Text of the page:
I am writing this message to you from the future.
Unless you are reading this from New Zealand.
(Or if you are reading this from Fiji, parts of Republic of Kiribati, French Wallis & Futuna, or US Territory of Wake Island, but I don’t think I have any readers in those places. Say hello if that’s you!)
Yes, this is a joke about the International Date Line. New Zealand is one of the first places to experience a new day, which means it’s also amongst the first places to celebrate a new year.
I thought perhaps these International Date Line jokes would be old by now – over five years into living in New Zealand. However, people (okay: Americans) keep being surprised, confused, and delighted by the time difference between us. Especially when it comes to setting meetings. So, I keep getting to make jokes about living in the future.
I don’t make the rules, okay. (Except that I do.)
The strange thing about living so far into the future compared to the majority of my existing world of connections in America is that when I’m very focused on a specific day – like New Years or a birthday – that day lasts forever. That’s especially true while we’re in summer time here in NZ. I get to I live all 24 hours of the day here in New Zealand, but when I go to bed the US West coast is only three hours into their version of it. (And, Hawaii is just one hour into it – hello, J!)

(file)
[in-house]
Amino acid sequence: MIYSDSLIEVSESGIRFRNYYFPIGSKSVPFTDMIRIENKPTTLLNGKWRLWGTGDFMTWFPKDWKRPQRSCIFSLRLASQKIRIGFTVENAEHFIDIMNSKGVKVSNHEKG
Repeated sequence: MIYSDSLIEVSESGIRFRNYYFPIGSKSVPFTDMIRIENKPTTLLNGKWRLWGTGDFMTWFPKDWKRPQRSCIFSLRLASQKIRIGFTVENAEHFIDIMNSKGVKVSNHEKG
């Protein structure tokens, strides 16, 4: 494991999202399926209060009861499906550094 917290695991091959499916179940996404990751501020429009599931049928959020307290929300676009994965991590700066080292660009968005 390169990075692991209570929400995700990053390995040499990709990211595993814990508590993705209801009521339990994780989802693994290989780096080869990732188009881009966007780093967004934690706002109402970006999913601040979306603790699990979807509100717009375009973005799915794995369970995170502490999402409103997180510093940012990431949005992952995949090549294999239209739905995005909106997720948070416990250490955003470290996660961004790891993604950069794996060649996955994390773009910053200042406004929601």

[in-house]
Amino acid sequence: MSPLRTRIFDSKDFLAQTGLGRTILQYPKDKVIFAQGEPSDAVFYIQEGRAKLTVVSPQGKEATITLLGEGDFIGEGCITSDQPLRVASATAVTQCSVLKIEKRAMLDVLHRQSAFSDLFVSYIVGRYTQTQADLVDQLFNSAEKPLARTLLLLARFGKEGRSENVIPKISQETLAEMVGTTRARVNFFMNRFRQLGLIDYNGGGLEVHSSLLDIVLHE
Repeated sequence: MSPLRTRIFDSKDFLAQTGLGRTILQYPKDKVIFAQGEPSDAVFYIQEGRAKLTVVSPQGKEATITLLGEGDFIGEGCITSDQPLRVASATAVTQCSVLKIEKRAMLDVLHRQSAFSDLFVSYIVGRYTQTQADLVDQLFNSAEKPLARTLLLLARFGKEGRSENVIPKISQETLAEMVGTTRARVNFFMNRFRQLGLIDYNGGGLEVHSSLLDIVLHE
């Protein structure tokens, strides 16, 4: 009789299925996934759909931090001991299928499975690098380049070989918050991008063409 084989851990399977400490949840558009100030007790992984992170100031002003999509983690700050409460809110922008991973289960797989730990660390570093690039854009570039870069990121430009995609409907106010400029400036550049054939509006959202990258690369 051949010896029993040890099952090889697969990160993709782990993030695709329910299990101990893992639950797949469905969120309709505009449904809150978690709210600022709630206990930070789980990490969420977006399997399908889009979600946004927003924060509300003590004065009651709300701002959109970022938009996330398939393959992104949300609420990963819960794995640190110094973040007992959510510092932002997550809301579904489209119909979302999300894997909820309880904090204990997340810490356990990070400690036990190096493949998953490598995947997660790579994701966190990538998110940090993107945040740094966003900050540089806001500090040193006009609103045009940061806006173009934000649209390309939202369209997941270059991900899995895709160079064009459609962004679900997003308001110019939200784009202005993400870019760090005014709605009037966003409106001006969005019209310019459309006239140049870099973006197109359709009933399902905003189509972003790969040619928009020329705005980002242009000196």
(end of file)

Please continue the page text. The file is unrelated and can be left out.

That means the day lives on for another 23 hours beyond when I’m first done with it for the people I know and love. I get 47 hours of birthday, 47 hours of Christmas, and 47 hours of New Year’s Day.
I like it. It means I get to experience the joys of these days first, but also get most of them out of the way before all my loved ones in the US wake up. They might have questions about how their birthday will go or if it will be a Merry Christmas, but I already know.
That appeals deeply to my spoiler-loving self.
If you are wondering, I’d say 2023 is relatively calm so far. I only have this first 30 minutes to go by, but aside from a few sparse fireworks in our suburban cul de sac it has been quiet. I didn’t hear any banging of pots and pans. (We did that the one time I stayed at my father’s for New Year’s Eve.)
The one problem with living in the future is there’s no one ahead of me. I’m always the one with the toes on the edge of the diving board. I don’t have the luxury of not jumping – the rest of the world is lined up behind me ready for their turn.
Every new day is a high dive into the unknown. I know New Year’s Day isn’t really any different than any other of those days, but it feels like a higher and more exciting dive to me.
Happy New Year from the future.